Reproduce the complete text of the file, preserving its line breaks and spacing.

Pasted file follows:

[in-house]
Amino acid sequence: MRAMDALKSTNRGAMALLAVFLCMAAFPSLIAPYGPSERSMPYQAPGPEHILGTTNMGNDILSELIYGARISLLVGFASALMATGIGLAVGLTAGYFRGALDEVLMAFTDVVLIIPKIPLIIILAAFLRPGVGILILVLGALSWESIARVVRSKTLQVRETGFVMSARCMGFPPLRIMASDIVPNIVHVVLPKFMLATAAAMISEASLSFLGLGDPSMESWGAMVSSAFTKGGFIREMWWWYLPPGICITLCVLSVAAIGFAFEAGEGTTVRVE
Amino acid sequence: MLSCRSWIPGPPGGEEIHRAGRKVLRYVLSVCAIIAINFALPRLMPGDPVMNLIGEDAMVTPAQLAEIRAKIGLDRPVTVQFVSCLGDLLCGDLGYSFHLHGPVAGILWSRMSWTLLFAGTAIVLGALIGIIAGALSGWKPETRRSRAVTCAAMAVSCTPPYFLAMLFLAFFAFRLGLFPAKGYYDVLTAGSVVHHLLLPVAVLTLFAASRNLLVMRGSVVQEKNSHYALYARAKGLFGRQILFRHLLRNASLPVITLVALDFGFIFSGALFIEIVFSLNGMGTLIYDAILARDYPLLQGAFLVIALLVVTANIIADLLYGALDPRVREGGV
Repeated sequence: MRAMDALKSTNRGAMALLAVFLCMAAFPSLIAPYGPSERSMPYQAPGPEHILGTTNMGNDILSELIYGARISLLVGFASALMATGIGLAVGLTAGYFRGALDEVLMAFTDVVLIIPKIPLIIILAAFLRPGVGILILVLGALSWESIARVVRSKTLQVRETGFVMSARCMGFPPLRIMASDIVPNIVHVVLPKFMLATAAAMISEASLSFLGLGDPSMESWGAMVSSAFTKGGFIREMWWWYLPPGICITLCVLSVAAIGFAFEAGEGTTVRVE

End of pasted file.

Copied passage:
[in-house]
Amino acid sequence: MRAMDALKSTNRGAMALLAVFLCMAAFPSLIAPYGPSERSMPYQAPGPEHILGTTNMGNDILSELIYGARISLLVGFASALMATGIGLAVGLTAGYFRGALDEVLMAFTDVVLIIPKIPLIIILAAFLRPGVGILILVLGALSWESIARVVRSKTLQVRETGFVMSARCMGFPPLRIMASDIVPNIVHVVLPKFMLATAAAMISEASLSFLGLGDPSMESWGAMVSSAFTKGGFIREMWWWYLPPGICITLCVLSVAAIGFAFEAGEGTTVRVE
Amino acid sequence: MLSCRSWIPGPPGGEEIHRAGRKVLRYVLSVCAIIAINFALPRLMPGDPVMNLIGEDAMVTPAQLAEIRAKIGLDRPVTVQFVSCLGDLLCGDLGYSFHLHGPVAGILWSRMSWTLLFAGTAIVLGALIGIIAGALSGWKPETRRSRAVTCAAMAVSCTPPYFLAMLFLAFFAFRLGLFPAKGYYDVLTAGSVVHHLLLPVAVLTLFAASRNLLVMRGSVVQEKNSHYALYARAKGLFGRQILFRHLLRNASLPVITLVALDFGFIFSGALFIEIVFSLNGMGTLIYDAILARDYPLLQGAFLVIALLVVTANIIADLLYGALDPRVREGGV
Repeated sequence: MRAMDALKSTNRGAMALLAVFLCMAAFPSLIAPYGPSERSMPYQAPGPEHILGTTNMGNDILSELIYGARISLLVGFASALMATGIGLAVGLTAGYFRGALDEVLMAFTDVVLIIPKIPLIIILAAFLRPGVGILILVLGALSWESIARVVRSKTLQVRETGFVMSARCMGFPPLRIMASDIVPNIVHVVLPKFMLATAAAMISEASLSFLGLGDPSMESWGAMVSSAFTKGGFIREMWWWYLPPGICITLCVLSVAAIGFAFEAGEGTTVRVE